Convicted Congolese warlord Bosco Ntaganda has been transferred from the International Criminal Court to Belgium to start a 30-year sentence for war crimes, the tribunal said Wednesday.
Dubbed the “Terminator,” Ntaganda, 49, was convicted by the ICC in 2019 of leading a reign of terror in northeastern Democratic Republic of the Congo in the early 2000s.
“Mr Bosco Ntaganda was transferred to … the Kingdom of Belgium to serve his sentence of imprisonment at the Leuze-en-Hainaut prison,” the Hague-based ICC said in a statement.
Belgium is the former colonial power of Congo.
“The ICC relies on the support from states for the enforcement of its sentences and is highly appreciative of the voluntary cooperation of the Belgian government in this case,” the court’s registrar, Peter Lewis, said.
The Rwandan-born Ntaganda was convicted of five counts of crimes against humanity and 13 counts of war crimes, including murder, sexual slavery, rape, and use of child soldiers.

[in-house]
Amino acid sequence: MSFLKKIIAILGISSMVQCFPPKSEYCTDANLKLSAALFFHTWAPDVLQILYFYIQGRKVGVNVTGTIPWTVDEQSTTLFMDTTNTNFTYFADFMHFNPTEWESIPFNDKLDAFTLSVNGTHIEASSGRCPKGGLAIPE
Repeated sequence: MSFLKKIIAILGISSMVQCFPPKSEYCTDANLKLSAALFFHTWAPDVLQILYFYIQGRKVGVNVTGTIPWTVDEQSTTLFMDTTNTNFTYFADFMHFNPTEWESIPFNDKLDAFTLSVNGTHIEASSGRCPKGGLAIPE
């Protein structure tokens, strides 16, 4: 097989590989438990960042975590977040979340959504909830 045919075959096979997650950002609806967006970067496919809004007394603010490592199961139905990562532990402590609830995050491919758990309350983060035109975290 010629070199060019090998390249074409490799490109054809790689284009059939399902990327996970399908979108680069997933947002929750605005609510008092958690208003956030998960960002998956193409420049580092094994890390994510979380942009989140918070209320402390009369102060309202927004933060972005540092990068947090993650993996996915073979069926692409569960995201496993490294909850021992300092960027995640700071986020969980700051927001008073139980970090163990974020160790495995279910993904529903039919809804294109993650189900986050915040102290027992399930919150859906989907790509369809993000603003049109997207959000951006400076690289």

Ntaganda was the first person to be convicted of sexual slavery by the court. Many of the other charges related to massacres of villagers in the mineral-rich Ituri region of Congo.
Prosecutors portrayed him as the ruthless leader of ethnic Tutsi revolts amid the civil wars that racked Congo after the 1994 genocide of Tutsis in neighboring Rwanda.
Formerly a Congolese army general, Ntaganda became a founding member of the M23 rebel group, which was eventually defeated by Congolese government forces in 2013.
Later that year, he became the first-ever suspect to surrender to the ICC, when he walked into the U.S. Embassy in the Rwandan capital of Kigali.
Ntaganda — known for his pencil mustache and penchant for fine dining — insisted that the “Terminator” nickname, referring to the films starring Arnold Schwarzenegger as a relentless killer robot, did not apply to him.
Ntaganda’s sentence was upheld on appeal last year.